More than half of consumers with smartphone devices said they would trade their location privacy for discounts in a recent Street Fight poll. Meanwhile, retail experts are continuing to tout geofencing — which involves sending text or push notifications to consumers who enter virtual perimeters set around physical places — as the answer to showrooming for local retailers trying to compete with online behemoths.
Unfortunately, terms like “geofencing” and “push notifications” can sound intimidating, leading some small business owners to wrongly assume that these are marketing tactics that only major brands and national retailers can deploy. To adjust this perception, a number of mobile advertising platforms have recently stepped up with geofencing tools aimed directly at small business owners. Here are six tools that businesses of all sizes can use to reach out to consumers at targeted locations.
Moasis is a hyperlocal advertising platform that small businesses can use to communicate with mobile users who enter pre-defined geographic areas. Businesses can target consumers in a certain neighborhood, city, or even in the street blocks near their stores. Business owners bid for ad space just like they might with Google AdWords, making it easy for advertisers to stick to their campaign budgets. Moasis ad rates typically run at $40 CPMs.
Business owners who don’t have much time to set up their mobile campaigns can use AdLeads to start acquiring new customers in “less than 15 minutes.” Retailers choose the neighborhoods, cities, states, or countries where they want their mobile ads to appear and use the ad builder tool to create their own ads in minutes. AdLeads funnels those ads to top mobile apps in the music, entertainment, utility, education, and gaming categories, and businesses pay only when consumers elect to hear more about their deals and promotions. Pricing varies depending on the criteria an advertiser chooses, however most merchants pay between 50 cents and $2 for each customer who signs up to receive their email offers.
Retailers looking for a sophisticated way to reach consumers using their phones at specific locations can turn to Placecast’s ShopAlerts platform for help. Businesses that enter their store locations, current promotions, and marketing calendars into the ShopAlerts platform can send limited-time offers to customers’ phones via SMS, MMS, or push notifications. ShopAlerts consultants are also available to help business owners handle the strategy, development, and optimization of their campaigns. Placecast charges businesses a setup fee, plus variable fees based on the number of users and offers being sent out.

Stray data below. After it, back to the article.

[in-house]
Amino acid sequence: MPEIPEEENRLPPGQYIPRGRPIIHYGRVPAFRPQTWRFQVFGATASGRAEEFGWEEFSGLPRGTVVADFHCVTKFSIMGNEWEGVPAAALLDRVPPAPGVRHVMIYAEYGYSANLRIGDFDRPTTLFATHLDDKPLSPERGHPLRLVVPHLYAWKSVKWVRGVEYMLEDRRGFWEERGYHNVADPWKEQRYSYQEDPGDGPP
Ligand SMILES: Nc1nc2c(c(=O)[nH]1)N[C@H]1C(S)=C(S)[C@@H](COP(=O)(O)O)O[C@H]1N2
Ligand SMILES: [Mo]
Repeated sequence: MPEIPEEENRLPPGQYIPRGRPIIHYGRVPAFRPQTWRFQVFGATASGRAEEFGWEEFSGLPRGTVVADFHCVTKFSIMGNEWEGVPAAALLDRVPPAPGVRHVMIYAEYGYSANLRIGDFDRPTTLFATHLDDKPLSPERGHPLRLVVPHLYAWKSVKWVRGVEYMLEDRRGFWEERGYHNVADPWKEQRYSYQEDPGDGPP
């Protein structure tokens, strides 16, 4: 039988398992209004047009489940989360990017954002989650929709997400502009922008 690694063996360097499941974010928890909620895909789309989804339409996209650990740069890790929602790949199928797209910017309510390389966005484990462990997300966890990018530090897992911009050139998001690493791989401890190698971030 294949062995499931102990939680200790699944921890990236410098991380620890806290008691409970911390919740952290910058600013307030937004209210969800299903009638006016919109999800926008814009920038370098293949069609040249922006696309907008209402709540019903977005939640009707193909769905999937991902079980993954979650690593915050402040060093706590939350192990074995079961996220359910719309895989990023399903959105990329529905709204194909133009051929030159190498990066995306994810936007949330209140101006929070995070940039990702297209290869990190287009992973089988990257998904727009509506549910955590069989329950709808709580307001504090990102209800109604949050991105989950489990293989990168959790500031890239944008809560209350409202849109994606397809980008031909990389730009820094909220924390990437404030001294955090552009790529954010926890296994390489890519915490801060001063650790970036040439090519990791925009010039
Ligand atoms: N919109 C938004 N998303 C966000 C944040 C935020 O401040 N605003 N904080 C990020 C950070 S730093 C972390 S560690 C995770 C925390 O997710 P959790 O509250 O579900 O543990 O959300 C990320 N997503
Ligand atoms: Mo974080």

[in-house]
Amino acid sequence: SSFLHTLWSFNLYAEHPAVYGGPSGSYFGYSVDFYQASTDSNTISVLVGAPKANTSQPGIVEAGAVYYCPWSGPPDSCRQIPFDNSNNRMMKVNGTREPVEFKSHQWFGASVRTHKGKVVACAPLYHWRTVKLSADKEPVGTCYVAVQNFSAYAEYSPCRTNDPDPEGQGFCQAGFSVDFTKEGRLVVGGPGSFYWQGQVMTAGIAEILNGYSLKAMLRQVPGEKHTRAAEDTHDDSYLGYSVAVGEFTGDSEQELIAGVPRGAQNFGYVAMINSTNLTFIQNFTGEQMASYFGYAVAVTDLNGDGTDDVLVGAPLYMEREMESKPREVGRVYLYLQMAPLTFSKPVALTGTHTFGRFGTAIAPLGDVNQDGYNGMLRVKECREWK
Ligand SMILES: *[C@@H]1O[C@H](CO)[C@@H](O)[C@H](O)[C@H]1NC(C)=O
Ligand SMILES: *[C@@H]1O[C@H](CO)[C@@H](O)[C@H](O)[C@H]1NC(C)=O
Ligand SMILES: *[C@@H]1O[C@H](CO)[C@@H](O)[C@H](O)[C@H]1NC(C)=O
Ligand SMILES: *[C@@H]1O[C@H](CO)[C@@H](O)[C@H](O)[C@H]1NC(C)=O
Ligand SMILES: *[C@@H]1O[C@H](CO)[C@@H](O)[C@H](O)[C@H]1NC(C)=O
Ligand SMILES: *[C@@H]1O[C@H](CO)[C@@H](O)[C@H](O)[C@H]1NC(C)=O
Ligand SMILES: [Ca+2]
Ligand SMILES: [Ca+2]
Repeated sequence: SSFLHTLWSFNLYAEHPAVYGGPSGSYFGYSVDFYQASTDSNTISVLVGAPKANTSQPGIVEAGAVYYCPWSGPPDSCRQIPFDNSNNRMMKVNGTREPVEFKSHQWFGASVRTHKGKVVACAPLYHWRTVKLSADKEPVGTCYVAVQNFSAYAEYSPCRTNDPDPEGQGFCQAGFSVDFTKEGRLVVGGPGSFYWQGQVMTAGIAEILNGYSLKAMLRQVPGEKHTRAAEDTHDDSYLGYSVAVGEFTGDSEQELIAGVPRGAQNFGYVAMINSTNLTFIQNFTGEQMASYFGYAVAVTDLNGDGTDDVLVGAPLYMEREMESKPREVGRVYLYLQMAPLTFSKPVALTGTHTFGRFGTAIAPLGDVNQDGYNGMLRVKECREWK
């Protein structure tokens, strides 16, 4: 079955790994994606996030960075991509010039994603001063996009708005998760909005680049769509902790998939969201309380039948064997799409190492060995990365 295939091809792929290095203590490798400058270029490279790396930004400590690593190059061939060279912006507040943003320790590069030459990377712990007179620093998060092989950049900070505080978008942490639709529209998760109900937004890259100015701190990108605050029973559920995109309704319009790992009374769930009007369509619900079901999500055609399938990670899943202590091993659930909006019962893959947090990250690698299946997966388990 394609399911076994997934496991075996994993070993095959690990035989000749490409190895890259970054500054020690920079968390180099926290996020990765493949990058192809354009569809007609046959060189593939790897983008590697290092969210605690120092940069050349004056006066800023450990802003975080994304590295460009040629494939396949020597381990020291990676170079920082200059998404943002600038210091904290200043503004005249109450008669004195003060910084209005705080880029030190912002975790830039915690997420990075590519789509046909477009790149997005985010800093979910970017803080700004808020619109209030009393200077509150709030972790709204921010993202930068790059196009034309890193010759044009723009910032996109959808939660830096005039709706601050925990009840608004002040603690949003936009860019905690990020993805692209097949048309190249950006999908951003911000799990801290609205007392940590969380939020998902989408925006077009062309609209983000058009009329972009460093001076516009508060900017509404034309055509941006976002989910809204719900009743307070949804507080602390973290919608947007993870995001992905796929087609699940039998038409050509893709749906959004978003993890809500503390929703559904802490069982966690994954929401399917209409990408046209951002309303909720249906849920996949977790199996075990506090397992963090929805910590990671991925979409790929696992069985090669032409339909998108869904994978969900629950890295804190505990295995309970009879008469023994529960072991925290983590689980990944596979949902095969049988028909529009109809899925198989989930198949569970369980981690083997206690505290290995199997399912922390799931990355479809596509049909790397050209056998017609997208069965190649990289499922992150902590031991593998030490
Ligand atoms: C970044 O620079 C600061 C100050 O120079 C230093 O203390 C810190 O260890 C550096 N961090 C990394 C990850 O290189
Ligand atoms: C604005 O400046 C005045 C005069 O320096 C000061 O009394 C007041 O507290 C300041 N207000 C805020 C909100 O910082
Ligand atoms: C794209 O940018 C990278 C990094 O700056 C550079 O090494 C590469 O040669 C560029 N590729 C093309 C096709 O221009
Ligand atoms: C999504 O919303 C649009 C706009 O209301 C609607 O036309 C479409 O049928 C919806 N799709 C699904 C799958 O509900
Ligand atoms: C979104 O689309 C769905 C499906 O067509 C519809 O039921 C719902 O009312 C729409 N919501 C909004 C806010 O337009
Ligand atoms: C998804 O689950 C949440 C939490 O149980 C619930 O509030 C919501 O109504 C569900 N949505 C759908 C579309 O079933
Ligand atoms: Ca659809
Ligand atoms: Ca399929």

Although Shopkick is known for partnering with major retailers like American Eagle and Sports Authority, the mobile marketing platform also offers an option for local businesses looking to take advantage of geotargeted marketing. Cafes, bakeries, small restaurants, and local retailers can use Shopkick’s “Signal” technology to reward customers just for entering their establishments. They can also send targeted offers to consumers shopping at neighboring retailers, as a way to lure them next door. Shopkick charges local merchants less than $100 for its tracking hardware, along with a commission fee based on the number of points that customers earn.
Small businesses that are tired of sending coupons to everyone in town can use Yowza to target the promotional deals they distribute based on their customers’ geographic locations. Shoppers who download the Yowza mobile app receive push notifications from participating businesses when they’re in the nearby vicinity. They can also mark certain businesses as “favorites” to find out immediately when those businesses publish new coupons, regardless of their location. Retailers that sign up for a free 90-day trial with Yowza can publish one coupon per month for free. Yowza’s typical rate is $99 per month.
Launched by DDR Corp. in 2011, ValuText gives businesses at selected shopping centers a way to send customized deals to customers based on their real-time locations. Consumers sign up by giving businesses their phone numbers, email addresses, and deal preferences, and in return they can receive up to three offers from ValuText each month. These offers are only pushed out when the customer is at or near the retailer sending those offers. The ValuText platform is free for retail tenants at participating malls and shopping centers throughout the U.S.
Know of other reporting tools that small businesses can use to send geofenced offers and ads? Leave a description in the comments.
Stephanie Miles is an associate editor at Street Fight.